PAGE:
May 04, 2005

Google library ninjas launch "virulent attacks" on European culture

BBC News tells us that plans for "a vast digital library to preserve Europe's cultural heritage" have taken another step, as various EU culture ministers responded favorably to Jacques Chirac's call. And of course, money was also mentioned:

Luxembourg Prime Minister Jean-Claude Juncker warned the Comedie Francaise meeting that such a massive project would only be possible if sufficient funding was made available.

Digital libraries, especially vast ones, are surely a Good Thing, but some of these people are saying weird stuff:

"We have to act," Mr Juncker, whose country is the holder of the EU presidency, told the meeting of culture ministers, artists and intellectuals who gathered to come up with a European charter for culture.

"That's why I say 'yes' to the initiative of the French president (Jacques Chirac) to launch a European digital library. I say 'yes' because Europe must not submit in the face of virulent attacks from others," he said.

If the BBC is quoting him accurately -- always a matter for concern -- this man is insane. Remember, the "virulent attack" that he's talking about is Google's deal with some research libraries to digitize books and let the public read them online.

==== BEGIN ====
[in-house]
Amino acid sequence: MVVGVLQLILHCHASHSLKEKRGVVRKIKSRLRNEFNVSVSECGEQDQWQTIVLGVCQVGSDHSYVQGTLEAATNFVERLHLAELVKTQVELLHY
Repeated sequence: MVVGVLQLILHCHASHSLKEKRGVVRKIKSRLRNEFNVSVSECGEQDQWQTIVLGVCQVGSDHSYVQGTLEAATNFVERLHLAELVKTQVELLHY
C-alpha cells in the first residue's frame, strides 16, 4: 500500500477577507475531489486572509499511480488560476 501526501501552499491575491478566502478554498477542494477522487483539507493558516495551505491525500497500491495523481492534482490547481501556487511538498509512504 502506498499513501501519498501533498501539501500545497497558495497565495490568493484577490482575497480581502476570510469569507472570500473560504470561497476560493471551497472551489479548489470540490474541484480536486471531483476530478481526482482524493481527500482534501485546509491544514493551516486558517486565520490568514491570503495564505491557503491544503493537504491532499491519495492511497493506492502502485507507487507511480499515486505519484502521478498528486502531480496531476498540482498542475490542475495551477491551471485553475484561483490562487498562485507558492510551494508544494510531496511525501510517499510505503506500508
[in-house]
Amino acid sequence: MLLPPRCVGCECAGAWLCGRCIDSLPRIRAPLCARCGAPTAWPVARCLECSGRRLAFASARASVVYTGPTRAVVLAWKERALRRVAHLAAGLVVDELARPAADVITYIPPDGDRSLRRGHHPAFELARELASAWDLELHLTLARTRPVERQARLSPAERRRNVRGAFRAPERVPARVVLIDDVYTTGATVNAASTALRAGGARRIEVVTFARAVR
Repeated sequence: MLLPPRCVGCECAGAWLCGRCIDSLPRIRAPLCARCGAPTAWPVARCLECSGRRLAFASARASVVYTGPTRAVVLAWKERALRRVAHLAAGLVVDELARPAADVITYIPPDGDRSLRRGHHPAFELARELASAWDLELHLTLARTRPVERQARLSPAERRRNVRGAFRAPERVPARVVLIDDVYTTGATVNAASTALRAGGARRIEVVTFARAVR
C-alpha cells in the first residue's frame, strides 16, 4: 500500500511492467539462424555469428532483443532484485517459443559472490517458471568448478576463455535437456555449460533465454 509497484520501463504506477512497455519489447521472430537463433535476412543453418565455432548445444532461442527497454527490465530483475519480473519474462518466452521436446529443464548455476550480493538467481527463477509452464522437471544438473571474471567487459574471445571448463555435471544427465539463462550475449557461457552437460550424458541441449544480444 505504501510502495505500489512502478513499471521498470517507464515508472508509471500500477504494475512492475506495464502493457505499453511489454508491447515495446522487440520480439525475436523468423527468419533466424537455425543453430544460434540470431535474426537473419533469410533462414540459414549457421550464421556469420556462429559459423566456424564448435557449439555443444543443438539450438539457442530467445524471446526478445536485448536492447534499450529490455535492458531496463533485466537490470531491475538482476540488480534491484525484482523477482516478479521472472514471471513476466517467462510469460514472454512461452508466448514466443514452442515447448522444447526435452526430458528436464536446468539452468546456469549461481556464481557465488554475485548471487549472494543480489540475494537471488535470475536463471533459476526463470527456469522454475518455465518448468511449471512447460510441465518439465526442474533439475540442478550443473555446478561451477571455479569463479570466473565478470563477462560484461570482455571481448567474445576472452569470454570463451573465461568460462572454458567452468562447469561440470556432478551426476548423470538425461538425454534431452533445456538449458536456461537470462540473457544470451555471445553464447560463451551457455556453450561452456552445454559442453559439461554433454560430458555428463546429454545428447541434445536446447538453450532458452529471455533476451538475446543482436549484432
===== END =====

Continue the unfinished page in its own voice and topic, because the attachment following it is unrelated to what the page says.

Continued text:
Other (indirectly quoted) remarks are equally detached from reality, if not as bizarrely emotional:

EU officials and cultural commentators have voiced concern that Google's ambitious plans could result in important European literary works missing out and being lost to future generations.

There are good reasons for pluralism in this as in most things, and good reasons for a mix of public and private initiatives. The more digital library projects, the better (though rivalry may create artificial barriers to search and information integration of new kinds). But is it even remotely plausible that Google Print's Library Project will cause "important European literary works" to be lost? Do these folks really think that the great works of European literature are systematically missing from The New York Public Library and the libraries of the University of Michigan, Harvard University, Stanford University, and Oxford University? And do they fear that Google's crack cultural commandos are even now infiltrating across the channel, preparing to burn libraries and destroy scanners from Brest to the Danube?

Well, EU politicians are not individually insane, I know. But there is something collectively out of joint in European culture, if rhetoric like this really resonates with the public. Anyhow, maybe a better title for this post would be "Culture ministers are in favor of more money EU digital library".

Posted by Mark Liberman at May 4, 2005 11:33 AM